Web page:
Folio from a Qur’an, sura 58:1-4

citation

Detached folio from a dispersed copy of the Qur’an; recto: Sura al-Mujadila (the Pleading woman) 58: part of 1and 2, one column, 3 lines of text with two lines in illuminated title- bands; verso: sura 58:2-4, one column, 7 lines; Arabic in black muhaqqaq script with white headings in thuluth script, the word “Allah” in gold muhaqqaq script; illuminated rosette verse markers; marginal roundels; vocalized in black with red letters for recitation; one of a group of 3 folios.
Border: The recto is set in an illuminated border; the verso is set in gold and black rulings on cream-colored paper.

Historical period(s)
Mamluk period, 14th century
Medium
Ink, color and gold on paper
Dimensions
H x W: 36.9 x 27 cm (14 1/2 x 10 5/8 in)
Geography
Egypt
Credit Line
Purchase — Charles Lang Freer Endowment
Accession Number
F1932.61
On View Location
Currently not on view
Classification(s)
Manuscript
Type

Detached manuscript folio

Keywords
Egypt, illumination, Islam, Mamluk period (1250 - 1517), muhaqqaq script, Qur'an, sura 58, thuluth script
Provenance

To 1932
Hagop Kevorkian (1872-1962), New York. [1]

From 1932
Freer Gallery of Art, purchased from Hagop Kevorkian, New York. [2]

Notes:

[1] Curatorial Remark 1 in the object record. See also Freer Gallery of Art Purchase List after 1920, Collections Management Office.

[2] See note 1.

Previous Owner(s)

Hagop Kevorkian 1872 - 1962

Description

Detached folio from a dispersed copy of the Qur'an; recto: Sura al-Mujadila (the Pleading woman) 58: part of 1and 2, one column, 3 lines of text with two lines in illuminated title- bands; verso: sura 58:2-4, one column, 7 lines; Arabic in black muhaqqaq script with white headings in thuluth script, the word "Allah" in gold muhaqqaq script; illuminated rosette verse markers; marginal roundels; vocalized in black with red letters for recitation; one of a group of 3 folios.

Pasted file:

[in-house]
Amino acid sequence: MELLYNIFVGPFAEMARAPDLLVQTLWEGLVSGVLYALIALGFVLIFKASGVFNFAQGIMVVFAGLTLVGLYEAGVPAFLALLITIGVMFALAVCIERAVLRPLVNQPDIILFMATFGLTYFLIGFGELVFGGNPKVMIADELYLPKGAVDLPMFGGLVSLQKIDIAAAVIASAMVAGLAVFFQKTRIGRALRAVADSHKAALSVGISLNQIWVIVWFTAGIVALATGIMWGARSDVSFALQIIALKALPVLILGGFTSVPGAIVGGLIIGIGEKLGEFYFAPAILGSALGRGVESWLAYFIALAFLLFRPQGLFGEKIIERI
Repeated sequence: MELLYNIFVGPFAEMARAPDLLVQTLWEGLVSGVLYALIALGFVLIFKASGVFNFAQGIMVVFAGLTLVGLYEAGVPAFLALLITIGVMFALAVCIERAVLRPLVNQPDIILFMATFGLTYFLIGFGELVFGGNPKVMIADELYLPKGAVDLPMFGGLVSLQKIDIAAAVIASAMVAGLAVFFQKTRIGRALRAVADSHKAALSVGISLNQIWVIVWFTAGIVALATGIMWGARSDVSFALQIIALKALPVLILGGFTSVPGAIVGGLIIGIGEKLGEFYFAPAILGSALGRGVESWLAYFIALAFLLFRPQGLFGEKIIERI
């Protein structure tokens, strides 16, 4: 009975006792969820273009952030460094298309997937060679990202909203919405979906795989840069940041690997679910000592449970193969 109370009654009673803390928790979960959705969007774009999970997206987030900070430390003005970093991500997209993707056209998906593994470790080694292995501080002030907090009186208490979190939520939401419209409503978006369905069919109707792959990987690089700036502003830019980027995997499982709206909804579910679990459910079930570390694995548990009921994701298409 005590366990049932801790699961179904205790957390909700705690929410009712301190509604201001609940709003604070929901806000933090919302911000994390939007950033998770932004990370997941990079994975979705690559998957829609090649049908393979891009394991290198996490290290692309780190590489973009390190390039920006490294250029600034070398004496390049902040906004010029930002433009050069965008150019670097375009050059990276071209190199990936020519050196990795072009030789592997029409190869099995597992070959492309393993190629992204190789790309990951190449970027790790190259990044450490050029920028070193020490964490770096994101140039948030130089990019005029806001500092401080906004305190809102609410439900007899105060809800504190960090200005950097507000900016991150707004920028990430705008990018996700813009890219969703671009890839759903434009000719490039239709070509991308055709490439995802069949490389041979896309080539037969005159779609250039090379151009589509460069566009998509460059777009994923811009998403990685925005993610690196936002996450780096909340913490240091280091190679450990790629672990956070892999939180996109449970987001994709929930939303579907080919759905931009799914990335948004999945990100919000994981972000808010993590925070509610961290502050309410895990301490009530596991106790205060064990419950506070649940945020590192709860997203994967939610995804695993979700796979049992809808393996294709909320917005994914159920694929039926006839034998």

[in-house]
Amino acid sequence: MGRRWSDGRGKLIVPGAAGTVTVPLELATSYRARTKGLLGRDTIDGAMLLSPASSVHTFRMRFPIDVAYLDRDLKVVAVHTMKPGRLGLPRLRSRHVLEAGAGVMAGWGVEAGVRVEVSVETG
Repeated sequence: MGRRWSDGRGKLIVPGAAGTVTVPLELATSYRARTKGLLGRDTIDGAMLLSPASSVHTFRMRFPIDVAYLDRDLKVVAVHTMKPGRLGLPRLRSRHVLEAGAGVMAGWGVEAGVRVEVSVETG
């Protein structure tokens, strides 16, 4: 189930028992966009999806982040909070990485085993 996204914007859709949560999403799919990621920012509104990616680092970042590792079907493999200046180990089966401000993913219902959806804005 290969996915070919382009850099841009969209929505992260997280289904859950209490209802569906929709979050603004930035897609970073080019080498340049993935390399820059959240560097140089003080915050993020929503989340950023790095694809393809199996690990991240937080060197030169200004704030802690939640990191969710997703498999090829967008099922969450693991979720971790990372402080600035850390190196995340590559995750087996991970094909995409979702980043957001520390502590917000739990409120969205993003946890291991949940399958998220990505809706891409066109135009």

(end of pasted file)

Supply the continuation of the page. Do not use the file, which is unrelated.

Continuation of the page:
Border: The recto is set in an illuminated border; the verso is set in gold and black rulings on cream-colored paper.

Label

With the rapid geographic spread of Islam, the need for more legible and transcribable styles of writing became paramount. One of the most popular of these scripts was muhaqqaq, recognizable by its slender verticals and rounded, shallow sublinear strokes.
This folio (F1932.61) in muhaqqaq is inscribed with the first two verses of chapter 53, entitled al-Mujadilat (She who disputes). Reportedly, a woman complained to the Prophet that her husband had locked her away for no apparent reason. Soon after, Muhammad received a revelation urging the acceptance of a woman's plea on behalf of herself and her children and condemning the degradation of her position. The message illustrates the importance of the Qur'an not only as a spiritual guide but also as a moral one. The chapter begins as follows:
God has indeed heard (and accepted) the statement
Of the woman who pleads with thee concerning her husband
And carries her complaint in prayer to God
And God always hears the arguments between both
Sides among you: for God hears and sees (all things).

Published References
  • Fereshteh Daftari. Without Boundary: Seventeen Ways of Looking. Exh. cat. New York, February 26 - May 22, 2006. p. 11, fig. 1.
  • Islamic Art and Patronage: Treasures from Kuwait. Exh. cat. New York. pp.166, 167,169.
Collection Area(s)
Arts of the Islamic World
Web Resources
Google Cultural Institute
Rights Statement

Copyright with museum

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